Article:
A find of "tremendous historical significance," was announced today in Jerusalem by the Israeli Antiquities Authority. A stone fragment bearing an official inscription in Latin dedicated to Roman emperor Hadrian was found during excavations north of the Damascus Gate. Dr. Rina Avner and Roie Greenwald of the IAA told the press that the inscription's importance is in the naming of Hadrian and his titles. The stone provides a clear date, and thus a tangible confirmation that the Tenth Legion of the Roman army was present in Jerusalem during two important revolts of the Jewish against Roman rule. The archaeologists said that it may be "the most important Latin inscriptions ever discovered in Jerusalem."
“We found the inscription incorporated in secondary use around the opening of a deep cistern," said Avner and Greenwald, in a statement. "In antiquity, as today, it was customary to recycle building materials and the official inscription was evidently removed from its original location and integrated in a floor for the practical purpose of building the cistern."
"Furthermore, in order to fit it with the capstone, the bottom part of the inscription was sawed round."
The inscriptions consist of six lines of Latin text chiseled on limestone. The text was clear and legible. Translated by Avner Ecker and Hannah Cotton of Hebrew University, the text said "To the Imperator Caesar Traianus Hadrianus Augustus, son of the deified Traianus Parthicus, grandson of the deified Nerva, high priest, invested with tribunician power for the 14th time, consul for the third time, father of the country (dedicated by) the 10th legion Fretensis Antoniniana."
The two experts concluded "This inscription was dedicated by Legio X Fretensis to the emperor Hadrian in the year 129/130 CE." They added that it represents just one half a single inscription.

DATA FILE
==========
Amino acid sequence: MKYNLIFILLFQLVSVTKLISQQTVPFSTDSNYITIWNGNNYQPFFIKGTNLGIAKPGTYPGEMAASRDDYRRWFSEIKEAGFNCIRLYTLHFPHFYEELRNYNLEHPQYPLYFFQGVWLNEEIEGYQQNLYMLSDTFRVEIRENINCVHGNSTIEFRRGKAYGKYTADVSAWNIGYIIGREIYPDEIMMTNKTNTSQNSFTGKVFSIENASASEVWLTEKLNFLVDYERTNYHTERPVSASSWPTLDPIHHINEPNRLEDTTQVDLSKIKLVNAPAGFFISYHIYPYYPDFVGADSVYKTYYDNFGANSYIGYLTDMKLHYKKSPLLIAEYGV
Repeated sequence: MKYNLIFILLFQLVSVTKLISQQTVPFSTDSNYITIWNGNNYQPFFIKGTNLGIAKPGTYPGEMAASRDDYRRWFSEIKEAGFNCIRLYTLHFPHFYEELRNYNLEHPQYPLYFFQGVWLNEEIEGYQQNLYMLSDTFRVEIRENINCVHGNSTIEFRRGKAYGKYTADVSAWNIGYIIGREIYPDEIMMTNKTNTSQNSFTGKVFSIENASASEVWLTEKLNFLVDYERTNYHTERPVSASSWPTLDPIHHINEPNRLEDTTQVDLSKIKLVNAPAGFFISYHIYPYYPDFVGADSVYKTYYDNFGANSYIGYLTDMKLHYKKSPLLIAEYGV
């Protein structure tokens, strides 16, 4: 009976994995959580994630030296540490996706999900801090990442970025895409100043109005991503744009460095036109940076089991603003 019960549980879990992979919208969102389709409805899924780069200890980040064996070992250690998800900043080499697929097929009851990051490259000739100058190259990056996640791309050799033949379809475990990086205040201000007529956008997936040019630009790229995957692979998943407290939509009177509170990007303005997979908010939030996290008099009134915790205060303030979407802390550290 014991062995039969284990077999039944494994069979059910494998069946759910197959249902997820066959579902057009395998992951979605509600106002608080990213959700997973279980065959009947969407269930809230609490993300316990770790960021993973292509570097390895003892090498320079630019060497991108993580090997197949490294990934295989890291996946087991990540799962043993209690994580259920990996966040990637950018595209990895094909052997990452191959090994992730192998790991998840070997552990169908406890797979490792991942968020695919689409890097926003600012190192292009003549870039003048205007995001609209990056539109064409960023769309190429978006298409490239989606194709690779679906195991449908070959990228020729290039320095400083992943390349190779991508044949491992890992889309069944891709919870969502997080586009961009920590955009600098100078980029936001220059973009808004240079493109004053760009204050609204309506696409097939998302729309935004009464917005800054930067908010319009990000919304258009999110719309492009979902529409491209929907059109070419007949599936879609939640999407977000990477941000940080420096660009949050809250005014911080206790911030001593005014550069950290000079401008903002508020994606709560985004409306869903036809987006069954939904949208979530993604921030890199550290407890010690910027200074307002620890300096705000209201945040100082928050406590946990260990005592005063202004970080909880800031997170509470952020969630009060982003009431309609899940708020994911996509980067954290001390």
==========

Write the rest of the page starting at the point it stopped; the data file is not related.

The other half was discovered in the 1800s by French archaeologist Charles Clermont-Ganneau. That half, which was found not far from the modern excavation, is now on display at the Studium Biblicum Franciscanum Museum - also known as the the Faculty of Biblical Sciences and Archaeology of the Pontificia Universitas Antonianum - in Rome.
Official Latin inscriptions are rare in the Holy Land, especially in Jerusalem.
The discovery of the second half of the inscription not only confirms the presence of the Roman Tenth Legion during the revolts of Jewish patriots against tyranny, but it may also confirm the location of the legion’s military camp in the city of Jerusalem, which was one of the reasons for the outbreak of the Bar Kokhba revolt between 132 and 136 AD. Led by Simon bar Kokhba, the revolt was the last of three rebellions of Jews against Roman rule. The Emperor Hadrian was especially reviled by Jews because of his persecution of the Jews and the imposition of onerous dictates that forced conversions of Jews. These became known as 'Hadrianic decrees.' Hadrian himself visited Jerusalem in 129 AD.
The revolt was eventually crushed by the Romans, who annihilated thousands of Jews and members of the early Christian Church, even while the Romans themselves sustained heavy losses. Among the legions involved in the slaughter were the Fifth Macedonian Legion, Eleventh Claudian Legion, and the Ninth Spanish Legion. Among the atrocities committed by the Romans was the execution of ten revered rabbis, as well as Simon bar Kokhba himself.